Purpose: This project presents a case of an individual who presented to the Emergency Department (ED) following a mechanical fall due to weakness and answers the following PICO question: Is physical therapy (PT) evaluation and treatment in the emergency room effective in improving patient outcomes, reducing hospital length of stay, and reducing hospital readmission rates related to musculoskeletal injuries, vestibular disorders, and mechanical falls? Background: PT evaluation and treatment in the ED are becoming more common. The EMS has shown trends of increasing patient wait times, increased annual ED visits, decreased access to services, and decreased quality of care1. Physical therapists are in a unique position to help ameliorate these stresses on the EMS system. Case Description: 56 year-old female who presented to the ED following a mechanical fall, striking her head and cervical spine. Upon medical screening and diagnostic imaging, a longstanding urinary tract infection was identified. Physical therapy was called for an ED consult, PT found the patient continued to present as a high fall risk and would not be safe for discharge home. Outcomes: A review of the current available evidence revealed that PT within the ED lacks high quality evidence, with the majority of research being anecdotal, observational studies with few RCTs and a single SR. Discussion: Based on current best evidence, the efficacy of PT services within the ED cannot be ascertained. To be considered evidence-based practice, further high quality research is needed to determine the clinical outcomes of PT intervention within the ED. With the push for developing PT practice in the ED, the future may hold higher quality RCTs and SRs to validate the use of full time PTs within the ED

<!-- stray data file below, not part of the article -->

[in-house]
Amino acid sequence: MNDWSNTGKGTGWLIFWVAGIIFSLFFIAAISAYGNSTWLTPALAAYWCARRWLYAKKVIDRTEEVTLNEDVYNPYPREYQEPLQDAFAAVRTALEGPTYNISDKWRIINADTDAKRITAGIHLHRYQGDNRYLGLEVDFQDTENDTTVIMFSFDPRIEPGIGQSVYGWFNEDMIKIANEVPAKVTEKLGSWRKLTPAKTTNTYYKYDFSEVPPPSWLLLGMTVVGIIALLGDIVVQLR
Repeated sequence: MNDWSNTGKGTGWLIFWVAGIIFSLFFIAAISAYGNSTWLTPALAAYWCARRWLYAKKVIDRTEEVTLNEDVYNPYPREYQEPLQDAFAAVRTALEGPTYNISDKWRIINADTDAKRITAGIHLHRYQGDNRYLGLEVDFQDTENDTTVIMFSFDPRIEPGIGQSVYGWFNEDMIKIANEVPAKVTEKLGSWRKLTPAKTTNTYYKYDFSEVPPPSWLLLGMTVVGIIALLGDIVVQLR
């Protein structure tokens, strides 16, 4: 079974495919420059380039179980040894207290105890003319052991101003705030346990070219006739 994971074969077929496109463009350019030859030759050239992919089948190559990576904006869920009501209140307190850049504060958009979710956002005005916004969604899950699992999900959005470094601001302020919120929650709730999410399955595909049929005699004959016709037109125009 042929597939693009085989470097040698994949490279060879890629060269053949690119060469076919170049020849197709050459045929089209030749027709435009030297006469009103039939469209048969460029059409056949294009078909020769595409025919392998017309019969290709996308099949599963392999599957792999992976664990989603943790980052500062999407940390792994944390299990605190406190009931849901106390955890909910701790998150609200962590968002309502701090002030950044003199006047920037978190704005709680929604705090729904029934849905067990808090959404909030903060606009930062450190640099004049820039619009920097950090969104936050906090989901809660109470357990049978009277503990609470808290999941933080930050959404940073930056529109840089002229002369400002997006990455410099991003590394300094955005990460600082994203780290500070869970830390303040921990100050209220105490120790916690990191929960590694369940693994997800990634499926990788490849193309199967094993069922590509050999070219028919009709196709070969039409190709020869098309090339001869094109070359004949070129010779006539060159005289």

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Document Type


First Advisor

Ron Andrews


Hospital Emergency Service; Length of Stay, Physical Therapy